Blic online platforms such as blic.rs, 24sata.rs, and alo.rs are controlled by Ringier Digital AG, which has in July 2014 had its 49% stake bought by KKR, an American private equity firm specializing in leveraged buyouts.[7] KKR thus increased its presence on the Serbian digital media and telecommunications market,[8] having previously in October 2013 bought the majority stake in Serbia Broadband, leading Serbian cable and internet provider.[9]

Assets[edit]

Print[edit]

Since its founding, Blic has become a centerpiece of several other publications. They include:

  • Blic News (weekly newsmagazine started in 1999 and discontinued in June 2003)
  • Blic-Europa (the edition for Serbian diaspora that was discontinued 31 May 2006)
  • Blic Žena (started in November 2004)
  • Blic Puls (celebrity gossip weekly magazine started in March 2006)
  • 24 sata (free newspaper that began to be distributed in October 2006)
  • Alo! (Blic's sister daily tabloid started in October 2007)
  • Euro Blic (Blic issue for Republika Srpska)
  • Auto Bild (Serbian version of the German magazine, launched in 2010 after Ringier created a joint venture with Axel Springer)

and variously themed supplements to Blic newspapers.

Digital[edit]

Blic.rs online portal incorporates news content from the Blic daily as well as from other publications under the Ringer Axel Springer umbrella in Serbia. Since the late 2000s, Blic.rs is among the most visited websites in Serbia.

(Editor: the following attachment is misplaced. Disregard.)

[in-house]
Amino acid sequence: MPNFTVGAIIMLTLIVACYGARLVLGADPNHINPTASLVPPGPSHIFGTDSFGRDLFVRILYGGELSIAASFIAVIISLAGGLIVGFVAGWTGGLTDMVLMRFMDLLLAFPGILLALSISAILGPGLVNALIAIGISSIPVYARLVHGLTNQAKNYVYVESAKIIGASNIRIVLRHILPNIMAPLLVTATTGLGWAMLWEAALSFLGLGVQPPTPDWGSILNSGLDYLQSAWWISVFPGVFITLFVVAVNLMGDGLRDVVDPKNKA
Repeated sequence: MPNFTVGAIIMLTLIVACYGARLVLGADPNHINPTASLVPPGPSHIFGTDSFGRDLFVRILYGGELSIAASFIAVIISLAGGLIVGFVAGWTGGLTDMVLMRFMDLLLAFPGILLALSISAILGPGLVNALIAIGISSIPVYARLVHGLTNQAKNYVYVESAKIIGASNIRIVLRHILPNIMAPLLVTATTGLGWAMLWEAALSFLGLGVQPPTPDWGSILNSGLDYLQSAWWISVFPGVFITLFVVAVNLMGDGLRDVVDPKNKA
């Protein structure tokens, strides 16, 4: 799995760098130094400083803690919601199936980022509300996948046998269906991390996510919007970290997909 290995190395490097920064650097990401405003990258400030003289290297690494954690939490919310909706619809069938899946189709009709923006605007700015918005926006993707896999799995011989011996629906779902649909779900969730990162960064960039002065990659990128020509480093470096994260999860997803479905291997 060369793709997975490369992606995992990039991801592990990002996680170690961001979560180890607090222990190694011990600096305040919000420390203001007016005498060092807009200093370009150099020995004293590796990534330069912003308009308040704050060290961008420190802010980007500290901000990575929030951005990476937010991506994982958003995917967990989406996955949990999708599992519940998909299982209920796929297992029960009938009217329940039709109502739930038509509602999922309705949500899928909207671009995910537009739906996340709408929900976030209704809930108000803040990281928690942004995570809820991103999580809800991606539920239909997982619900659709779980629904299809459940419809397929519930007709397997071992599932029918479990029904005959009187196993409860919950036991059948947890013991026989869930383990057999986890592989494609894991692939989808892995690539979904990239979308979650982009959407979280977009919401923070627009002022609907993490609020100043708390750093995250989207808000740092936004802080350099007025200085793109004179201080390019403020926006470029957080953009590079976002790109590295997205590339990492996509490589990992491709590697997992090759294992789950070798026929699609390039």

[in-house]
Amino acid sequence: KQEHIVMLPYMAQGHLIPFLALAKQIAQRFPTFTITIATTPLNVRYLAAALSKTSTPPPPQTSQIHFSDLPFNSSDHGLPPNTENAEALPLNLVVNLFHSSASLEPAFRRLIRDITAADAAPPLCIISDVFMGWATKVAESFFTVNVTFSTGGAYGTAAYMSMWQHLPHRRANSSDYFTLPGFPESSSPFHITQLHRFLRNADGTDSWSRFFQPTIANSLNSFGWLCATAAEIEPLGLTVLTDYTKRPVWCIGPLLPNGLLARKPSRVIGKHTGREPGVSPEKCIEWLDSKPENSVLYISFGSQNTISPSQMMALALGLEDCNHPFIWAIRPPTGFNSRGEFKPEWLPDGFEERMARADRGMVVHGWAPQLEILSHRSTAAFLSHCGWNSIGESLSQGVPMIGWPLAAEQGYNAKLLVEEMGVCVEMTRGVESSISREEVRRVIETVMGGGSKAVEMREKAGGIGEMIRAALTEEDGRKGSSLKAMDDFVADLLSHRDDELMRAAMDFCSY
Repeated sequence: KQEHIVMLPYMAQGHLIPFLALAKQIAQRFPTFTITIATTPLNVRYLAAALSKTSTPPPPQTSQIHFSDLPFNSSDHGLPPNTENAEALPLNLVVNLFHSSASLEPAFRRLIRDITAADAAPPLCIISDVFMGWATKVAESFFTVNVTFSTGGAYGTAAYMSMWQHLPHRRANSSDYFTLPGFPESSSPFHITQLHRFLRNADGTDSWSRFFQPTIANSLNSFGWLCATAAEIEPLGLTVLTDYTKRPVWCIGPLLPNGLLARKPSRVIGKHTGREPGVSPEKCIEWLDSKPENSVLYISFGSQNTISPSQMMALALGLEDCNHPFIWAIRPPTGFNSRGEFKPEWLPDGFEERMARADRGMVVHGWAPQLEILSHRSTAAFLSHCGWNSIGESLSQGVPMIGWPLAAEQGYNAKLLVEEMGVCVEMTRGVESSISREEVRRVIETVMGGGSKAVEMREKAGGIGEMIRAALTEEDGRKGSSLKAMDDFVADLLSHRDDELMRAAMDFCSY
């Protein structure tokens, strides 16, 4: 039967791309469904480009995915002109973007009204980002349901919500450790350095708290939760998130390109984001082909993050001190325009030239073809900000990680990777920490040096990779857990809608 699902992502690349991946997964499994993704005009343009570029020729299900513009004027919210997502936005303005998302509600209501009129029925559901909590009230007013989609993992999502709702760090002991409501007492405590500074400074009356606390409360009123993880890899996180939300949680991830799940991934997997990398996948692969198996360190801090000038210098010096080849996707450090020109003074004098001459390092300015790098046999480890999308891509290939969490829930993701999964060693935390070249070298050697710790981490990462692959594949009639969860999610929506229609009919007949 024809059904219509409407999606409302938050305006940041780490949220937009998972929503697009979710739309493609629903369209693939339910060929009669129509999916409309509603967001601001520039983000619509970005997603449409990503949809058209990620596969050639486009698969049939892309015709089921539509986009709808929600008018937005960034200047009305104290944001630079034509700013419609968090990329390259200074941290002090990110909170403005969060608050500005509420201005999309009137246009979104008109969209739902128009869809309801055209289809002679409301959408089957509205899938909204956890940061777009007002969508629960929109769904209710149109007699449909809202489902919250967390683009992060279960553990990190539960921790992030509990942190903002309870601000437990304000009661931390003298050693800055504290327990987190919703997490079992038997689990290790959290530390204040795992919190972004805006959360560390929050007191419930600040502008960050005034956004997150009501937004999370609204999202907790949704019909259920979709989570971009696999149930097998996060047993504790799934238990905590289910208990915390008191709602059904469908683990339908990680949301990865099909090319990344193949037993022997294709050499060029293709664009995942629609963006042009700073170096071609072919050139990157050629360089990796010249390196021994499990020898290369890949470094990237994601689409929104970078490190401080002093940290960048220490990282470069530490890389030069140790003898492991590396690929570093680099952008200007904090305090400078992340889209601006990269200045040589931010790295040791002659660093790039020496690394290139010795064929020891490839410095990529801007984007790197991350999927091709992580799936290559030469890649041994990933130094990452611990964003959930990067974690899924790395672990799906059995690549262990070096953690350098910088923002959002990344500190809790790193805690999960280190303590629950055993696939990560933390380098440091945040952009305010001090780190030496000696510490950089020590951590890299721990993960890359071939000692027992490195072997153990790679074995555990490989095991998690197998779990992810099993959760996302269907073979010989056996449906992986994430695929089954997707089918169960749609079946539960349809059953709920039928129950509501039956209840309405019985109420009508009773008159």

Other online offerings include Alo.rs, 24sata.rs, PulsOnline.rs, SuperOdmor.rs, NonStopShop.rs, MojAuto.rs, and Nekretnine.rs.

History[edit]

The newspaper was founded in 1996 by a group of Austria-based businessmen that included Peter Kelbel and Aleksandar Lupšić, who simultaneously bought Bratislava's Nový čas though the original newspaper had been started a year before (in 1995) and had drawn some journalists who had previously been working for Borba and Nasa Borba. At the time of his investment in Blic, Lupšić had strong ties to Milošević's wife Mira Marković and her party Yugoslav Left (JUL). The first issue of Blic appeared on September 16, 1996 thus becoming the 10th daily newspaper to be published in FR Yugoslavia at the time (the other nine being Politika, Borba, Dnevnik, Pobjeda, Narodne novine, Večernje novosti, Politika ekspres, Naša borba, and Dnevni telegraf).